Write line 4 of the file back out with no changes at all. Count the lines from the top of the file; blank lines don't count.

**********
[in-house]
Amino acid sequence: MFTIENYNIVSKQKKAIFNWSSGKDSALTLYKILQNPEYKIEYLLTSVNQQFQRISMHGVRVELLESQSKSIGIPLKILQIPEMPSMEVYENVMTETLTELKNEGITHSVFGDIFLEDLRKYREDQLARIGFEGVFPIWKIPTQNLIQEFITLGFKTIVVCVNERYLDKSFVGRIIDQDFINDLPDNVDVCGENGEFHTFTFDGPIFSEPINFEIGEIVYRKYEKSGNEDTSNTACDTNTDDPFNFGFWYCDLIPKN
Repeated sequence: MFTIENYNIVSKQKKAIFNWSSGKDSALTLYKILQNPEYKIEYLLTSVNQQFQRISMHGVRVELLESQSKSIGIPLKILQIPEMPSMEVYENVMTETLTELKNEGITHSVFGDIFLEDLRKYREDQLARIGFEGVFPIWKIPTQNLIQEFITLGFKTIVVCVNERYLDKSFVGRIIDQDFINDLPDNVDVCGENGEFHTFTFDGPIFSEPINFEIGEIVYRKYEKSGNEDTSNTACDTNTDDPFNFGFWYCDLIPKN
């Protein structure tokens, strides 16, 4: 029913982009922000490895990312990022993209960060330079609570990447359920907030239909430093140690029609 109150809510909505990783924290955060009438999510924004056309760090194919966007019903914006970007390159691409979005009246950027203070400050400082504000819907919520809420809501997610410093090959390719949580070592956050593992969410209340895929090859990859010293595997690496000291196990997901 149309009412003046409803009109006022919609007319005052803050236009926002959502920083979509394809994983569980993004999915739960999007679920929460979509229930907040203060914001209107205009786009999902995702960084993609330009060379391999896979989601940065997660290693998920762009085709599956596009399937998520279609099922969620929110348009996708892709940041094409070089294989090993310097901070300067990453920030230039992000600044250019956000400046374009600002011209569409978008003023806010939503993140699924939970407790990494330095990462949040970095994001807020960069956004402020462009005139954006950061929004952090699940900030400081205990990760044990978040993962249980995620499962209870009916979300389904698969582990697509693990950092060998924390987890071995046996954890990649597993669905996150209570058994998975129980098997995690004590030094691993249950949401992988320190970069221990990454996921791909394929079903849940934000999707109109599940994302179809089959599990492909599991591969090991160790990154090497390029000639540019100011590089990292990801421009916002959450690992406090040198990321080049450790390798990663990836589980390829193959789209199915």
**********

């Protein structure tokens, strides 16, 4: 029913982009922000490895990312990022993209960060330079609570990447359920907030239909430093140690029609 109150809510909505990783924290955060009438999510924004056309760090194919966007019903914006970007390159691409979005009246950027203070400050400082504000819907919520809420809501997610410093090959390719949580070592956050593992969410209340895929090859990859010293595997690496000291196990997901 149309009412003046409803009109006022919609007319005052803050236009926002959502920083979509394809994983569980993004999915739960999007679920929460979509229930907040203060914001209107205009786009999902995702960084993609330009060379391999896979989601940065997660290693998920762009085709599956596009399937998520279609099922969620929110348009996708892709940041094409070089294989090993310097901070300067990453920030230039992000600044250019956000400046374009600002011209569409978008003023806010939503993140699924939970407790990494330095990462949040970095994001807020960069956004402020462009005139954006950061929004952090699940900030400081205990990760044990978040993962249980995620499962209870009916979300389904698969582990697509693990950092060998924390987890071995046996954890990649597993669905996150209570058994998975129980098997995690004590030094691993249950949401992988320190970069221990990454996921791909394929079903849940934000999707109109599940994302179809089959599990492909599991591969090991160790990154090497390029000639540019100011590089990292990801421009916002959450690992406090040198990321080049450790390798990663990836589980390829193959789209199915």